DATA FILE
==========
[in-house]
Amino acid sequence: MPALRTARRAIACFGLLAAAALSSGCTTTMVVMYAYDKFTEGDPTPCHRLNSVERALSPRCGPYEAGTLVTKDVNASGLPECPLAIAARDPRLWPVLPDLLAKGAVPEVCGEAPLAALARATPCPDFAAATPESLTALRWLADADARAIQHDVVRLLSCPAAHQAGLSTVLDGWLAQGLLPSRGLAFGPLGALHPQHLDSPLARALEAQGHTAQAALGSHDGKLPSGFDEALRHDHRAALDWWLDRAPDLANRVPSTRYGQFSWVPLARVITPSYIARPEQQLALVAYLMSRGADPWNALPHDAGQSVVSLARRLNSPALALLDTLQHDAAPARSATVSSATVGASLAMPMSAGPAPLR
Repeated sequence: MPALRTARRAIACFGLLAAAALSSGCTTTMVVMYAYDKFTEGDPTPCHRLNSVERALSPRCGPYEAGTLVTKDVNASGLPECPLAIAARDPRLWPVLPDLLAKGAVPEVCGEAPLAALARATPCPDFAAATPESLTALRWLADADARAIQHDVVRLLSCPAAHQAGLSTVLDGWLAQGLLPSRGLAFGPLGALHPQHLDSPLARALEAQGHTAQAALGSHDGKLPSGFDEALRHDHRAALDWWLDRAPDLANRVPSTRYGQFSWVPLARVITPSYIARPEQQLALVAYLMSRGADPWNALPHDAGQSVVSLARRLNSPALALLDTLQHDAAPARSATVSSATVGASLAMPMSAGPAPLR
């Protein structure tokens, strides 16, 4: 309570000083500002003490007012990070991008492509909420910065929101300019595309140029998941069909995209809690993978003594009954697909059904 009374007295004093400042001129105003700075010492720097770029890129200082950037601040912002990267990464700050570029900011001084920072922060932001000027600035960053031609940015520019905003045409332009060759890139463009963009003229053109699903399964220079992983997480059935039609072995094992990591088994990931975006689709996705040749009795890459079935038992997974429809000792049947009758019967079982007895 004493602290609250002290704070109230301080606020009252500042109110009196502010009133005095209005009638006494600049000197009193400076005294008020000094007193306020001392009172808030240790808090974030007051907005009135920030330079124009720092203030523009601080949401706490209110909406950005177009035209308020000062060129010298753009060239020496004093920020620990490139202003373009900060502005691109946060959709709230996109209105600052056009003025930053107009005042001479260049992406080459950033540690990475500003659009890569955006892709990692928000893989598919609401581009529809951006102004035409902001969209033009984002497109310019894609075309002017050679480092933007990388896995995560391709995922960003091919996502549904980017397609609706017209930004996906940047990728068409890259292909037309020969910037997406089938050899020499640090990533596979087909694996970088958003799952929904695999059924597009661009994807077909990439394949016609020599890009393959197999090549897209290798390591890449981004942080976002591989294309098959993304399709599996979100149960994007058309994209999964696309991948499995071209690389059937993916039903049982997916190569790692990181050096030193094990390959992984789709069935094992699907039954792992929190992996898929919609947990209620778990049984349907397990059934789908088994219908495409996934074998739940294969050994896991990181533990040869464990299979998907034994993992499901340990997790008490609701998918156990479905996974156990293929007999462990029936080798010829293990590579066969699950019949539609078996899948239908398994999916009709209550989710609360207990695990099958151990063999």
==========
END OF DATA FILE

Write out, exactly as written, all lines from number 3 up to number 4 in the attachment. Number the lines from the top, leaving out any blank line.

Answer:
Repeated sequence: MPALRTARRAIACFGLLAAAALSSGCTTTMVVMYAYDKFTEGDPTPCHRLNSVERALSPRCGPYEAGTLVTKDVNASGLPECPLAIAARDPRLWPVLPDLLAKGAVPEVCGEAPLAALARATPCPDFAAATPESLTALRWLADADARAIQHDVVRLLSCPAAHQAGLSTVLDGWLAQGLLPSRGLAFGPLGALHPQHLDSPLARALEAQGHTAQAALGSHDGKLPSGFDEALRHDHRAALDWWLDRAPDLANRVPSTRYGQFSWVPLARVITPSYIARPEQQLALVAYLMSRGADPWNALPHDAGQSVVSLARRLNSPALALLDTLQHDAAPARSATVSSATVGASLAMPMSAGPAPLR
């Protein structure tokens, strides 16, 4: 309570000083500002003490007012990070991008492509909420910065929101300019595309140029998941069909995209809690993978003594009954697909059904 009374007295004093400042001129105003700075010492720097770029890129200082950037601040912002990267990464700050570029900011001084920072922060932001000027600035960053031609940015520019905003045409332009060759890139463009963009003229053109699903399964220079992983997480059935039609072995094992990591088994990931975006689709996705040749009795890459079935038992997974429809000792049947009758019967079982007895 004493602290609250002290704070109230301080606020009252500042109110009196502010009133005095209005009638006494600049000197009193400076005294008020000094007193306020001392009172808030240790808090974030007051907005009135920030330079124009720092203030523009601080949401706490209110909406950005177009035209308020000062060129010298753009060239020496004093920020620990490139202003373009900060502005691109946060959709709230996109209105600052056009003025930053107009005042001479260049992406080459950033540690990475500003659009890569955006892709990692928000893989598919609401581009529809951006102004035409902001969209033009984002497109310019894609075309002017050679480092933007990388896995995560391709995922960003091919996502549904980017397609609706017209930004996906940047990728068409890259292909037309020969910037997406089938050899020499640090990533596979087909694996970088958003799952929904695999059924597009661009994807077909990439394949016609020599890009393959197999090549897209290798390591890449981004942080976002591989294309098959993304399709599996979100149960994007058309994209999964696309991948499995071209690389059937993916039903049982997916190569790692990181050096030193094990390959992984789709069935094992699907039954792992929190992996898929919609947990209620778990049984349907397990059934789908088994219908495409996934074998739940294969050994896991990181533990040869464990299979998907034994993992499901340990997790008490609701998918156990479905996974156990293929007999462990029936080798010829293990590579066969699950019949539609078996899948239908398994999916009709209550989710609360207990695990099958151990063999």